Kepler satellite telescope reveals hundreds of superflares on distant stars

May 17, 2012 by Bob Yirka report
A solar flare. Image: NASA

(Phys.org) -- Here on Earth we are occasionally concerned about solar flares due to the impact they can have on our electrical systems. But our solar flares are puny when compared to so-called superflares that occur with other stars. A new research study by a team from Japan’s Kyoto University has found after studying one patch of sky over a 120 day period in 1990 using data from the Kepler telescope, that superflares are rather common, and as they describe in their paper published in the journal Nature, some are a billion times as powerful as those that occur with our own sun.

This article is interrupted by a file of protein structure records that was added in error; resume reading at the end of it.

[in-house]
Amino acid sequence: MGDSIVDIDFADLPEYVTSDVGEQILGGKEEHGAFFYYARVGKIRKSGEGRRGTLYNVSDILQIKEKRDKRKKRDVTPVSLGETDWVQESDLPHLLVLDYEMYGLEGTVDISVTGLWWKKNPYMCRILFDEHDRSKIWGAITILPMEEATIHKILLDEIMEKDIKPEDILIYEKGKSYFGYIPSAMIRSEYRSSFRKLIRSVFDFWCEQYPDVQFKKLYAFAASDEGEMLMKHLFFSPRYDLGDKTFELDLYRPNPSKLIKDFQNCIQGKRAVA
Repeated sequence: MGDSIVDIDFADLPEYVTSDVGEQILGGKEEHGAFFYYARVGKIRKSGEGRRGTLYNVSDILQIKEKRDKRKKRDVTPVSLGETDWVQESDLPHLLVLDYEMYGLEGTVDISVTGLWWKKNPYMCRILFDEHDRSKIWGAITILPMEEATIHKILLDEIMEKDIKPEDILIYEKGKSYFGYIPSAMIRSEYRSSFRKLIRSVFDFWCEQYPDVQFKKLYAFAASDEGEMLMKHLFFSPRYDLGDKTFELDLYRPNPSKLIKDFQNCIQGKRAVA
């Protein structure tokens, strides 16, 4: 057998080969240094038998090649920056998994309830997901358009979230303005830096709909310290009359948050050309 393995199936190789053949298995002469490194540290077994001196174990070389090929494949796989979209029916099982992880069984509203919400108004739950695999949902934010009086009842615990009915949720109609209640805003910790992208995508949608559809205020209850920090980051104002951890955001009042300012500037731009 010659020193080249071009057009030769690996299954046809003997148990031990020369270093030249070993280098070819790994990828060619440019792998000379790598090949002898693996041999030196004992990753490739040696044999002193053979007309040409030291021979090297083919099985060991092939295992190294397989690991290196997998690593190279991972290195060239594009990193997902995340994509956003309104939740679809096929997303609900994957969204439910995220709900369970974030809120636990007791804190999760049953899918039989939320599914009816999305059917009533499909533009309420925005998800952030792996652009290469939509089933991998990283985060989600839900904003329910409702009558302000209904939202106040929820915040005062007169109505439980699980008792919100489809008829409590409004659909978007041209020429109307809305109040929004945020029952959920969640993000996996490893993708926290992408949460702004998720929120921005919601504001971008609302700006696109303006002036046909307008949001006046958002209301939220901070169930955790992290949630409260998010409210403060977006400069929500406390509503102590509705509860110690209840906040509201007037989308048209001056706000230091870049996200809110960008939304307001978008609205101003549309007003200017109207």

Scientists have known about superflares for some time, though little is actually known about them. Nonetheless, over the past several years a near consensus had been reached regarding the reasons for their occurrence. Most in the field agreed that they were caused by interactions with what are known as “hot Jupiters,” huge planets in close proximity to the star. This new study undermines that theory; out of 365 superflares spotted occurring with 148 , not one of them had a hot Jupiter nearby. Because of this, astrophysicists are once again in the dark and must now go back and rethink the possibilities. Some have already suggested that instead of a hot Jupiter, perhaps there is a hot situation occurring, i.e. a more distant cooler planet interacting with the star. Unfortunately, such an interaction would be far more difficult to observe because such planets wouldn’t change the amount of light observed by Kepler as would hot Jupiters when they pass between our planet and their star.